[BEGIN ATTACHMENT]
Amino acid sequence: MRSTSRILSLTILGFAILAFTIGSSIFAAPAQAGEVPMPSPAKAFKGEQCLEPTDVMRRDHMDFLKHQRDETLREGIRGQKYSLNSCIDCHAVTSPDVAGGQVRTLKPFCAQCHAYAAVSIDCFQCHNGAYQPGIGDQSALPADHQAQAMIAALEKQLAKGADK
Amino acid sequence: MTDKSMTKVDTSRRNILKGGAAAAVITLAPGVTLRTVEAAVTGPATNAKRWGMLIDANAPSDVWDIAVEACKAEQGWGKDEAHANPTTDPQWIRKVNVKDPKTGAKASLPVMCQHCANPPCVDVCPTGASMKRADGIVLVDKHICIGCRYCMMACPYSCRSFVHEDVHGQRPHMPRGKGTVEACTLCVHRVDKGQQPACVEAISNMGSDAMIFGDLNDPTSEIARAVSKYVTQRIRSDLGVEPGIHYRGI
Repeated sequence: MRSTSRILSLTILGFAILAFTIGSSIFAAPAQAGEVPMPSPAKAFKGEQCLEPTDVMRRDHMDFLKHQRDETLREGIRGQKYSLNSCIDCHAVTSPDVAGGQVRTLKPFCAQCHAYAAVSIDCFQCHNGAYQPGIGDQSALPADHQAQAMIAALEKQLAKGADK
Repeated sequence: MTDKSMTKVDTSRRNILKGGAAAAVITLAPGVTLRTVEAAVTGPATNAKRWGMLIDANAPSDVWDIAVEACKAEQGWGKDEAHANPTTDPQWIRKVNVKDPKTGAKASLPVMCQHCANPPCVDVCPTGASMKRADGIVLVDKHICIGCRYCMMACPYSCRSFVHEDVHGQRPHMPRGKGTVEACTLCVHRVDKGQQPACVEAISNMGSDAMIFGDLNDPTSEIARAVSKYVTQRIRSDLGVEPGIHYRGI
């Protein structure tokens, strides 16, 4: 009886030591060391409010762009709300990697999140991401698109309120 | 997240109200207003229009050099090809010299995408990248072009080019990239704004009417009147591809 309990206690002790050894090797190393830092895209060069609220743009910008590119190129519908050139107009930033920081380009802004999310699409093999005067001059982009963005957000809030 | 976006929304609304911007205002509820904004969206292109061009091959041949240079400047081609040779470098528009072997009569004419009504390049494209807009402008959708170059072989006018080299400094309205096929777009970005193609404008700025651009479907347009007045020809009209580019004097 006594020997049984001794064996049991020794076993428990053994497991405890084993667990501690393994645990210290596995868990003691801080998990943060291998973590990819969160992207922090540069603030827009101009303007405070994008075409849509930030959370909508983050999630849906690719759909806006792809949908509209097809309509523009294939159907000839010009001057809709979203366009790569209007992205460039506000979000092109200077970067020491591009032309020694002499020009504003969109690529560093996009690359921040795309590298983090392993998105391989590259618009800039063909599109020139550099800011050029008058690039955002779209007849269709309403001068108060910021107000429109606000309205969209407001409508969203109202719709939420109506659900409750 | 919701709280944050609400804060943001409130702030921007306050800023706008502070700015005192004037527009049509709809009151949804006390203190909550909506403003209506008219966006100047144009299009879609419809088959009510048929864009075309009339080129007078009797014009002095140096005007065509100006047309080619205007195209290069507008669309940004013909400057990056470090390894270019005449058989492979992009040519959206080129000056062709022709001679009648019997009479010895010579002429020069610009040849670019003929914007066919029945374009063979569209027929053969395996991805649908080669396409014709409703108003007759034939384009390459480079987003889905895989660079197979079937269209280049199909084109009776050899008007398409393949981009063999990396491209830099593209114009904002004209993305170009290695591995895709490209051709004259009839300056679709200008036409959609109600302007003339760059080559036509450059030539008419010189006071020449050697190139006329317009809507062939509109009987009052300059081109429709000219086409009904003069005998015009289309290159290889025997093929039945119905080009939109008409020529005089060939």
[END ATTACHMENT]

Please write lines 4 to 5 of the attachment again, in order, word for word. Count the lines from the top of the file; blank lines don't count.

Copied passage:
Repeated sequence: MTDKSMTKVDTSRRNILKGGAAAAVITLAPGVTLRTVEAAVTGPATNAKRWGMLIDANAPSDVWDIAVEACKAEQGWGKDEAHANPTTDPQWIRKVNVKDPKTGAKASLPVMCQHCANPPCVDVCPTGASMKRADGIVLVDKHICIGCRYCMMACPYSCRSFVHEDVHGQRPHMPRGKGTVEACTLCVHRVDKGQQPACVEAISNMGSDAMIFGDLNDPTSEIARAVSKYVTQRIRSDLGVEPGIHYRGI
């Protein structure tokens, strides 16, 4: 009886030591060391409010762009709300990697999140991401698109309120 | 997240109200207003229009050099090809010299995408990248072009080019990239704004009417009147591809 309990206690002790050894090797190393830092895209060069609220743009910008590119190129519908050139107009930033920081380009802004999310699409093999005067001059982009963005957000809030 | 976006929304609304911007205002509820904004969206292109061009091959041949240079400047081609040779470098528009072997009569004419009504390049494209807009402008959708170059072989006018080299400094309205096929777009970005193609404008700025651009479907347009007045020809009209580019004097 006594020997049984001794064996049991020794076993428990053994497991405890084993667990501690393994645990210290596995868990003691801080998990943060291998973590990819969160992207922090540069603030827009101009303007405070994008075409849509930030959370909508983050999630849906690719759909806006792809949908509209097809309509523009294939159907000839010009001057809709979203366009790569209007992205460039506000979000092109200077970067020491591009032309020694002499020009504003969109690529560093996009690359921040795309590298983090392993998105391989590259618009800039063909599109020139550099800011050029008058690039955002779209007849269709309403001068108060910021107000429109606000309205969209407001409508969203109202719709939420109506659900409750 | 919701709280944050609400804060943001409130702030921007306050800023706008502070700015005192004037527009049509709809009151949804006390203190909550909506403003209506008219966006100047144009299009879609419809088959009510048929864009075309009339080129007078009797014009002095140096005007065509100006047309080619205007195209290069507008669309940004013909400057990056470090390894270019005449058989492979992009040519959206080129000056062709022709001679009648019997009479010895010579002429020069610009040849670019003929914007066919029945374009063979569209027929053969395996991805649908080669396409014709409703108003007759034939384009390459480079987003889905895989660079197979079937269209280049199909084109009776050899008007398409393949981009063999990396491209830099593209114009904002004209993305170009290695591995895709490209051709004259009839300056679709200008036409959609109600302007003339760059080559036509450059030539008419010189006071020449050697190139006329317009809507062939509109009987009052300059081109429709000219086409009904003069005998015009289309290159290889025997093929039945119905080009939109008409020529005089060939």